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Exposition Universelle de 1900: Paris, April 15–November 12, 1900

Main Entrance (Porte Monumentale)

René Binet, architect

This controversial structure on the Place de la Concorde was both ridiculed
and praised by the Parisian press. Beneath its grand arch were ticket
booths for entrance into the fairgrounds.

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Main Entrance (Porte Monumentale)

René Binet, architect

This detail shows the entry area beneath the grand arch.

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Celestial Globe (Globe Céleste) and Eiffel Tower

The Eiffel Tower was designed by Gustave Eiffel for the
Paris Exposition Universelle of 1889. Construction began in 1887.

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Grand Palais

Henri Daglane, Louis Albert Louvet,
Charles Louis Girault, and Albert Théophile Félix Thomas, architects

This beautiful palace housed the Centennale, an exhibition of 19th-century
French art; the Décennale, an exhibition of French art from the previous decade;
and international works of art. Today it holds the Galeries Nationales
du Grand Palais, a planetarium, and the Palais de la Découverte.

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Petit Palais

Charles Louis Girault, architect

Situated opposite the Grand Palais, the Petit Palais housed a retrospective exposition
of French arts. Today it is home to the Musée des Beaux-Arts de la Ville de Paris.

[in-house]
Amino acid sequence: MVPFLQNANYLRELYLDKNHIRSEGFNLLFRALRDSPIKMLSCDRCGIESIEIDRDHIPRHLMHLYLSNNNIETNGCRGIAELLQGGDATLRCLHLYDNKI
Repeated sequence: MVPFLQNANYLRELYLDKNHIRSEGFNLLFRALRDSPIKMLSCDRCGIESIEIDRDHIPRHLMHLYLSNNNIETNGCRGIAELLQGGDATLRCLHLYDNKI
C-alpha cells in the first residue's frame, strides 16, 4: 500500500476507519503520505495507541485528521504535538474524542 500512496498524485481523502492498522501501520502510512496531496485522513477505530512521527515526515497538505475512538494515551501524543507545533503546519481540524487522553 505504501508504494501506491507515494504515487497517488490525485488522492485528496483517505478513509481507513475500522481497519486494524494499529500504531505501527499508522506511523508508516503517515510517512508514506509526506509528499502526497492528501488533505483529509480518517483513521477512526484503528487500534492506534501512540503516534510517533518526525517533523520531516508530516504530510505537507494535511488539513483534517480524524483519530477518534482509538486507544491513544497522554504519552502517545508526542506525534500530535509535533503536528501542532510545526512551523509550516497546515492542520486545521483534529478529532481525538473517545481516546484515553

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Pavilion of Asiatic Russia (Palais de l’Asie Russe)

Roman Meltzer, architect

This grand complex of structures, designed by one of Russia’s preeminent architects,
was built in the form of a kremlin (fortress) in a Russian revival style.

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Palace of Metallurgy and Mines (Palais de la Metallurgie et des Mines)

Marcellin Varcollier, architect

This building on the Champs-de-Mars was dedicated to the mining and
metalwork industries. It included exhibits of coal, gems, and cast iron.

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Palace of Metallurgy and Mines
(Palais de la Metallurgie et des Mines)

Marcellin Varcollier, architect

This detail shows the elaborate façade of the vast
exhibition hall dedicated to mining and metalwork.

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Pavilion of Italy (Palais de l’Italie)

Carlo Cepi, C. Gilodi, and Giuseppe Salvadori, architects

The design of this palace, Built in a style derived from the Venetian Gothic, skillfully combines details from the
Doge’s Palace and the basilica of San Marco.

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Pavilion of Serbia

Ambroise Baudry, architect

Described at the time as in the "Serbo-Byzantine" style, this pavilion
housed an exhibit of wines, pork products, and silk, including a display of silkworm
cocoons, and an array of Serbian national costumes.

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Conservatories of the City of Paris (Grandes Serres)

Charles Gautier, architect

These two greenhouses occupied the left bank of the Seine, one with native
French plants, the other with foreign and exotic horticultural displays.

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Moving Sidewalk (Trottoir Roulant)

Schmidt and Silsbee, architects

The fun of getting on and off this electric three-tiered sidewalk (one level stationary,
the next moving at four kilometers per hour, the third at nine kilometers per hour) made it one of the fair's
greatest amusements. Schmidt and Silsbee were American engineers.

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